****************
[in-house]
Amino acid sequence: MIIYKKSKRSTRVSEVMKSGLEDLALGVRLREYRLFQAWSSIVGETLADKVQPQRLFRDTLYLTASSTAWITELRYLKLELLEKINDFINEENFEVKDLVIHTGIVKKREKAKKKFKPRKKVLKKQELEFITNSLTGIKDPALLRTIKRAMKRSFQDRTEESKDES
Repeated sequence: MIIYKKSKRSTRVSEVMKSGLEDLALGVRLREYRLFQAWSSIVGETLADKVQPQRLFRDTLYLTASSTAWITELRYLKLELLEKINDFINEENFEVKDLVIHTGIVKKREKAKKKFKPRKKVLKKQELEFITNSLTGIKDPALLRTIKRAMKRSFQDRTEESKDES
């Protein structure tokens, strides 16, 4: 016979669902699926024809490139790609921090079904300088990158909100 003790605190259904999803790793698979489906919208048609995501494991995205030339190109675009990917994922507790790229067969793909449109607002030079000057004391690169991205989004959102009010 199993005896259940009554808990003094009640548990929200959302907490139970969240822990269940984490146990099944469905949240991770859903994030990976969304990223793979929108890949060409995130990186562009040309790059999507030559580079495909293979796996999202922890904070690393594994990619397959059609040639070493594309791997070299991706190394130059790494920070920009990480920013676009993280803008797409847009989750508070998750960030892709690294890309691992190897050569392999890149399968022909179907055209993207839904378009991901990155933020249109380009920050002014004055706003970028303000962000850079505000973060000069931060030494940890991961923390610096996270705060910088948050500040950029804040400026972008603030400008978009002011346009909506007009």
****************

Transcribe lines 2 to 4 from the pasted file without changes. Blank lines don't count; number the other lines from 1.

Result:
Amino acid sequence: MIIYKKSKRSTRVSEVMKSGLEDLALGVRLREYRLFQAWSSIVGETLADKVQPQRLFRDTLYLTASSTAWITELRYLKLELLEKINDFINEENFEVKDLVIHTGIVKKREKAKKKFKPRKKVLKKQELEFITNSLTGIKDPALLRTIKRAMKRSFQDRTEESKDES
Repeated sequence: MIIYKKSKRSTRVSEVMKSGLEDLALGVRLREYRLFQAWSSIVGETLADKVQPQRLFRDTLYLTASSTAWITELRYLKLELLEKINDFINEENFEVKDLVIHTGIVKKREKAKKKFKPRKKVLKKQELEFITNSLTGIKDPALLRTIKRAMKRSFQDRTEESKDES
């Protein structure tokens, strides 16, 4: 016979669902699926024809490139790609921090079904300088990158909100 003790605190259904999803790793698979489906919208048609995501494991995205030339190109675009990917994922507790790229067969793909449109607002030079000057004391690169991205989004959102009010 199993005896259940009554808990003094009640548990929200959302907490139970969240822990269940984490146990099944469905949240991770859903994030990976969304990223793979929108890949060409995130990186562009040309790059999507030559580079495909293979796996999202922890904070690393594994990619397959059609040639070493594309791997070299991706190394130059790494920070920009990480920013676009993280803008797409847009989750508070998750960030892709690294890309691992190897050569392999890149399968022909179907055209993207839904378009991901990155933020249109380009920050002014004055706003970028303000962000850079505000973060000069931060030494940890991961923390610096996270705060910088948050500040950029804040400026972008603030400008978009002011346009909506007009």